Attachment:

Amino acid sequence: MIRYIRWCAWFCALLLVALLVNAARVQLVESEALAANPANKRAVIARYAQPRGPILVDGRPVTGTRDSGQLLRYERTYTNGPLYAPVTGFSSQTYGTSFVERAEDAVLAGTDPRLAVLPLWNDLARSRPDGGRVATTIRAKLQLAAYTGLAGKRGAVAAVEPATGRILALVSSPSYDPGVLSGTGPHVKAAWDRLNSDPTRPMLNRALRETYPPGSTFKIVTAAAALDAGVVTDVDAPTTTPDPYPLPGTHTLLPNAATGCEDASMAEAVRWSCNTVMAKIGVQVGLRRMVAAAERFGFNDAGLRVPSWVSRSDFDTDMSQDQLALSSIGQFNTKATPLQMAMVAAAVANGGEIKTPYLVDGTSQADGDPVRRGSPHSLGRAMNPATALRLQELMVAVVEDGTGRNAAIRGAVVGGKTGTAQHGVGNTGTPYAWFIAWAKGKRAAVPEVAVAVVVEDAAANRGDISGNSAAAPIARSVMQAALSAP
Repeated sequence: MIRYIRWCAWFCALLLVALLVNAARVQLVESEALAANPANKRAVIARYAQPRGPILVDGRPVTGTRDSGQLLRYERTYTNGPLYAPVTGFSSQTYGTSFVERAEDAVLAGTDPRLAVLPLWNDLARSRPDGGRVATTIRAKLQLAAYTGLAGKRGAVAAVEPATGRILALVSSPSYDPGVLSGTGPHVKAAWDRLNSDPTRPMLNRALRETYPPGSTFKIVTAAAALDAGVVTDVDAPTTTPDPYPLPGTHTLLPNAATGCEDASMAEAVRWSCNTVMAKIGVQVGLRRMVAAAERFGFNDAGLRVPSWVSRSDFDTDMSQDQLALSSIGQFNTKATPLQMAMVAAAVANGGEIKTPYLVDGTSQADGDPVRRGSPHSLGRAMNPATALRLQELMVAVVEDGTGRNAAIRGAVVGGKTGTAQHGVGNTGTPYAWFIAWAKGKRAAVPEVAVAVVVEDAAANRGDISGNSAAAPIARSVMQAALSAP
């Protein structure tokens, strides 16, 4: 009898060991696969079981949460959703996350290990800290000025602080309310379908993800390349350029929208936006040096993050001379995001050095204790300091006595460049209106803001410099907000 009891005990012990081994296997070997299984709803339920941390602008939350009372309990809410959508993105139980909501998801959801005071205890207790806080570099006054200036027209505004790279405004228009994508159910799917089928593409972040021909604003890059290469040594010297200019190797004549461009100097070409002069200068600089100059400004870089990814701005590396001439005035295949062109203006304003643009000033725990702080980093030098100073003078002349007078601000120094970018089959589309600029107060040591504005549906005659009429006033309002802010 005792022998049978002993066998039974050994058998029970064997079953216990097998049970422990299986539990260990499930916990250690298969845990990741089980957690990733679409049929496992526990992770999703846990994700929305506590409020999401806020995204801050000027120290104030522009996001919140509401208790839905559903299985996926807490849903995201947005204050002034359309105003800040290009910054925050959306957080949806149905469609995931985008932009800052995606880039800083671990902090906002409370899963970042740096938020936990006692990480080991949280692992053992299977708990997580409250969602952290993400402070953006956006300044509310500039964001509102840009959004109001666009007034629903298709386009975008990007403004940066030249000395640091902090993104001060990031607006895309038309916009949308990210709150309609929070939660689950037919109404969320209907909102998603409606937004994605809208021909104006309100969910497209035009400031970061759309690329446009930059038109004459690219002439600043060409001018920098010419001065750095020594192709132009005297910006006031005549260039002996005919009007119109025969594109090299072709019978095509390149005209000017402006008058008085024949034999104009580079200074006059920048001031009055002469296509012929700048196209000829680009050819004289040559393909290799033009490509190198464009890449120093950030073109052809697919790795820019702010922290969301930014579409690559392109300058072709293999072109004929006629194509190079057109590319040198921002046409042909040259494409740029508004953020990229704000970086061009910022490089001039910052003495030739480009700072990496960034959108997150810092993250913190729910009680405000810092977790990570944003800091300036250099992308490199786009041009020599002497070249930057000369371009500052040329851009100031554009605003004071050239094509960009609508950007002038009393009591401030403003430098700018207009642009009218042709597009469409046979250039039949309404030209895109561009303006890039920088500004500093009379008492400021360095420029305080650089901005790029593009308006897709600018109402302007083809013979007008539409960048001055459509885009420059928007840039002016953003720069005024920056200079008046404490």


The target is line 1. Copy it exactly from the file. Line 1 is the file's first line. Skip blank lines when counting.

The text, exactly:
Amino acid sequence: MIRYIRWCAWFCALLLVALLVNAARVQLVESEALAANPANKRAVIARYAQPRGPILVDGRPVTGTRDSGQLLRYERTYTNGPLYAPVTGFSSQTYGTSFVERAEDAVLAGTDPRLAVLPLWNDLARSRPDGGRVATTIRAKLQLAAYTGLAGKRGAVAAVEPATGRILALVSSPSYDPGVLSGTGPHVKAAWDRLNSDPTRPMLNRALRETYPPGSTFKIVTAAAALDAGVVTDVDAPTTTPDPYPLPGTHTLLPNAATGCEDASMAEAVRWSCNTVMAKIGVQVGLRRMVAAAERFGFNDAGLRVPSWVSRSDFDTDMSQDQLALSSIGQFNTKATPLQMAMVAAAVANGGEIKTPYLVDGTSQADGDPVRRGSPHSLGRAMNPATALRLQELMVAVVEDGTGRNAAIRGAVVGGKTGTAQHGVGNTGTPYAWFIAWAKGKRAAVPEVAVAVVVEDAAANRGDISGNSAAAPIARSVMQAALSAP